The present study used qualitative methods to describe comments from the general public posted online in response to media coverage of the 2015 sedentary office guidance statement. Our aim was to document how the guidance was received, so as to understand the acceptability of the recommendations it made, and public perceptions of sitting and standing as health behaviours.


Data collection

Data were posts on websites of UK news media outlets (newspapers, television broadcasters, online news) publicly made in response to a news item about the 2015 sedentary workplace guidance statement. All such news items were found to have been posted on 2nd June 2015, the publication date of the guidance. All news items were, we assume, based on a press release, which was written by the authors of the guidance [ 33]. All sources were searched (by LS) on 1st July 2015.

Newspaper websites

Current UK national newspapers were identified via Wikipedia [ 34], which listed ten broadsheets and twelve tabloid newspapers, all of which had public-facing websites. Given related ‘sister’ titles (e.g. The Independent, The Independent on Sunday), eleven websites were identified:;;;;;;;;;; Within each website, a search function was available, into which was entered the title of the press release of the sedentary workplace guidance statement [ 33]. Six of the eleven websites had reported on the guidance, all six of which had allowed readers the opportunity to publicly post free-text comments, with no character limits, in response to the story, by clicking a button at the bottom of the page. All sites required respondents to log-in to registered user accounts prior to posting. There were no apparent geographical restrictions on commentators on any site, meaning that non-UK users were also able to post, though only one site publicly displayed users’ geographical information (city, country). One site ( allowed for posts to appear as replies to previous posts. While no comments were posted on one website, 573 comments in total were posted to the remaining five (see Table  1).

Non-newspaper news websites

Searches were conducted of websites of five major non-newspaper UK media outlets: British Broadcasting Corporation (BBC), Independent Television (ITV), Microsoft Network (MSN), Channel 4, and Sky News. Two of these (ITV, MSN) reported on the sedentary workplace guidance, but no public responses were posted.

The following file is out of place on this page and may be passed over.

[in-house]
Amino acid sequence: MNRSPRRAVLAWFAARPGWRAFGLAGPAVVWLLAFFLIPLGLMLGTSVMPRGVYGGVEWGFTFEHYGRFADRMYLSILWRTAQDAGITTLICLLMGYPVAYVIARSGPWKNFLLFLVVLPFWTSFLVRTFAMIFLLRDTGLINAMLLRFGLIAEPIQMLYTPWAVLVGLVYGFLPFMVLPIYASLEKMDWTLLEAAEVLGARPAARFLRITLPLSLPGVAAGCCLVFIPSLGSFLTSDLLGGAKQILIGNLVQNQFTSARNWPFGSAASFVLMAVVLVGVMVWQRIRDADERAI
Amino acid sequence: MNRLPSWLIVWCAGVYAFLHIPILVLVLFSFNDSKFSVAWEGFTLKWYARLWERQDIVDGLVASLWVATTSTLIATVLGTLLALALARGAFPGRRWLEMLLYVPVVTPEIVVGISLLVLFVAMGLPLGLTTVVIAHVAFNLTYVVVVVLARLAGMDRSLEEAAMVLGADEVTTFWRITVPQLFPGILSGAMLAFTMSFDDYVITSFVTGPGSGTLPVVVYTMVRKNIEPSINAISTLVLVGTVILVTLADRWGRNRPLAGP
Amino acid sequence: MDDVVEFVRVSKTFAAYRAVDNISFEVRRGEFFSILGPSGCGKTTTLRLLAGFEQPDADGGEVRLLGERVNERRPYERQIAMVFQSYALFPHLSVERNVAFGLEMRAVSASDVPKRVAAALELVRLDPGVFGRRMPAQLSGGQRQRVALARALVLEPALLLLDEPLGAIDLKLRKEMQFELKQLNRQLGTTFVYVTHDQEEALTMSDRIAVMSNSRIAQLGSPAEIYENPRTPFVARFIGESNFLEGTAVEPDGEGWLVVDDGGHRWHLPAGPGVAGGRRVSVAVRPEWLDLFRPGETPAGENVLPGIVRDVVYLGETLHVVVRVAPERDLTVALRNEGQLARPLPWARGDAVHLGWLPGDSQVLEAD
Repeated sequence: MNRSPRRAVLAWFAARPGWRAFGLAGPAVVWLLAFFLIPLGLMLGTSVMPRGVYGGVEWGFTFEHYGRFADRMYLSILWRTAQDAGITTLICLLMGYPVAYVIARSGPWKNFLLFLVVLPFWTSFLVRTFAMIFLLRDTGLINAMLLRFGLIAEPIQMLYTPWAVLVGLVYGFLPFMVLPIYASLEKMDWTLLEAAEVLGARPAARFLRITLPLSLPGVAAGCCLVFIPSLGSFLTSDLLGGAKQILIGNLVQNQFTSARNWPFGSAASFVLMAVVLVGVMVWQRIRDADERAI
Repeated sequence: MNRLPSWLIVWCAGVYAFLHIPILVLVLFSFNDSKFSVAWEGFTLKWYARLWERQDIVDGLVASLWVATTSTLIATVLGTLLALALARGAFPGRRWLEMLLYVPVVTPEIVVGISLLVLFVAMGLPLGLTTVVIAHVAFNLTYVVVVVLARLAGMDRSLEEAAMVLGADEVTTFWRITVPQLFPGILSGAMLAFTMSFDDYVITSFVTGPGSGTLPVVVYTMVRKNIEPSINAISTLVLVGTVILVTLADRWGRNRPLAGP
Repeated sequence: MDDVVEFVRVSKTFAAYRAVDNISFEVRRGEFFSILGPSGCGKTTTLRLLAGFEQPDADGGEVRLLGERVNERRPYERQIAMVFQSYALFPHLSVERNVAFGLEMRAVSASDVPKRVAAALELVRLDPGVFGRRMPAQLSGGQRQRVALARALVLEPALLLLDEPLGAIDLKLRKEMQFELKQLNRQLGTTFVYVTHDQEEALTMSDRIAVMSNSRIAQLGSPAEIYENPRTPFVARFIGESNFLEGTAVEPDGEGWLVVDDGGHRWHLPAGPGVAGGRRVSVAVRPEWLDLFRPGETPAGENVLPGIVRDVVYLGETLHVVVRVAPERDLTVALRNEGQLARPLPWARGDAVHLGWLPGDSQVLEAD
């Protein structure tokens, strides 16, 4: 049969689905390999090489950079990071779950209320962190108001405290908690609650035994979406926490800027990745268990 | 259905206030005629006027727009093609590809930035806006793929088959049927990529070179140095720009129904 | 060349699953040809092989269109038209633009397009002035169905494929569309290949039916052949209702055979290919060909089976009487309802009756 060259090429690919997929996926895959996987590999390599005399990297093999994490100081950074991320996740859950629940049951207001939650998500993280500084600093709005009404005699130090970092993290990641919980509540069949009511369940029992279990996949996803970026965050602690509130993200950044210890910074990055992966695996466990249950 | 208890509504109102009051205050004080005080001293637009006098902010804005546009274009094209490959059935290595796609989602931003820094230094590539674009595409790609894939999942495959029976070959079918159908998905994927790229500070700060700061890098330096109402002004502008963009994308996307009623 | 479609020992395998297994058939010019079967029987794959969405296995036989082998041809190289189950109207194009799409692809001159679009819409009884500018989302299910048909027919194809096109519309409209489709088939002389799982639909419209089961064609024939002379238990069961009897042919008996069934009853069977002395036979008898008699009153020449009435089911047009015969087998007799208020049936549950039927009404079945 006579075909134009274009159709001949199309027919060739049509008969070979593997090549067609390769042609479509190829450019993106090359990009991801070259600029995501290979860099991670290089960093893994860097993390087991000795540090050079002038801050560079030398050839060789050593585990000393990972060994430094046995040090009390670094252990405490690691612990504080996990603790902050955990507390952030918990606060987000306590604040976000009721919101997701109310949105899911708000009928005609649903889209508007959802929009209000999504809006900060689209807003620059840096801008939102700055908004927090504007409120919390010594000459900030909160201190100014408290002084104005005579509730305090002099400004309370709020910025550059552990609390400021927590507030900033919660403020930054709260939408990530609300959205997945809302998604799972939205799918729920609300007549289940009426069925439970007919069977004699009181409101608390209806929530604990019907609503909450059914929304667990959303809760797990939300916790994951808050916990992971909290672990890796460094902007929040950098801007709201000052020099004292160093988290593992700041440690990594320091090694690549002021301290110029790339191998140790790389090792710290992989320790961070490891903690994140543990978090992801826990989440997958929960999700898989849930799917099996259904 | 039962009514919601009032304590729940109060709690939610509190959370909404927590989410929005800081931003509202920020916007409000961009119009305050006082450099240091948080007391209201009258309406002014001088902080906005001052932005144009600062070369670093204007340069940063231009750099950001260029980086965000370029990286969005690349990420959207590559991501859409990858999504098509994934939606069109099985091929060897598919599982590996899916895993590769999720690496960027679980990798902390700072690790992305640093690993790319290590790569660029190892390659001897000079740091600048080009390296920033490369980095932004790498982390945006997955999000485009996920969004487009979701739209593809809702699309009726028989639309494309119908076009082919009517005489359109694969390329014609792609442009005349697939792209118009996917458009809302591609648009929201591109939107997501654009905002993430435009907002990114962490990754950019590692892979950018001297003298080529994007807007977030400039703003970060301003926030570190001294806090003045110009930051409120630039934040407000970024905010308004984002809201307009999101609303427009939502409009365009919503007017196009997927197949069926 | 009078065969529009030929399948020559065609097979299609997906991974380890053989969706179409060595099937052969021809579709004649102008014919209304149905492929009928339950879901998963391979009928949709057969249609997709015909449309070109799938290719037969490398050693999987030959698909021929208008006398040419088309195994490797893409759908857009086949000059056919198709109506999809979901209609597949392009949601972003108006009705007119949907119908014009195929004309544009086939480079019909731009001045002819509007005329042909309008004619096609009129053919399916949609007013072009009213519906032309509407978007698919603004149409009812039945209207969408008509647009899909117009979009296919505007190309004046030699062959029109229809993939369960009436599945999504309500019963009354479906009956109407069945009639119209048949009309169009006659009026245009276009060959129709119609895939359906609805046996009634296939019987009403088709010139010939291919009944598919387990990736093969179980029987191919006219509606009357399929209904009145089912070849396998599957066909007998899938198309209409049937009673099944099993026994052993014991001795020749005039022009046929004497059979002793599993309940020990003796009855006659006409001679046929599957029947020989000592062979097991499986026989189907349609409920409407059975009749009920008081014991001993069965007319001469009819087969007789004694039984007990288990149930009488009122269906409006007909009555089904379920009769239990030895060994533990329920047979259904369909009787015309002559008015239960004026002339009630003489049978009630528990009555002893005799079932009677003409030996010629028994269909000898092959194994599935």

Description of media reports to which posts responded

The original news reports to which the public responded covered: from the press release that accompanied the sedentary workplace guidance paper [ 33], the potential health impact of sitting (specific morbidities cited in five reports; premature death cited in four reports), and recommendations for 2–4 h standing (all five reports); a caveat about the dangers of prolonged static standing, from the same press release [ 33] (three reports;,;; an additional interview with one or more of the authors of the guidance, reinforcing the health risks of sitting (two reports;,; an interview with the deputy director for health and wellbeing from Public Health England, who urged that further research be undertaken before daily targets for workplace activity are recommended (three reports;,,; an interview with the Chair of the Royal College of General Physicians, who stated that employers have a responsibility to should safeguard employees’ health (one report;; and one interview with a representative of the Confederation of British Industry, who urged that “time spent away from the desk be balanced with the needs of the business” (one report;

Data cleaning and analysis

Each comment was extracted in full. Of the 573 comments, four were duplicates, and 76 were deemed irrelevant (e.g. responded exclusively to images used to accompany the news report) or otherwise unintelligible and so could not be coded. The final dataset thus comprised 493 eligible comments. These were analysed using Thematic Analysis, based on realist epistemological assumptions [ 35, 36].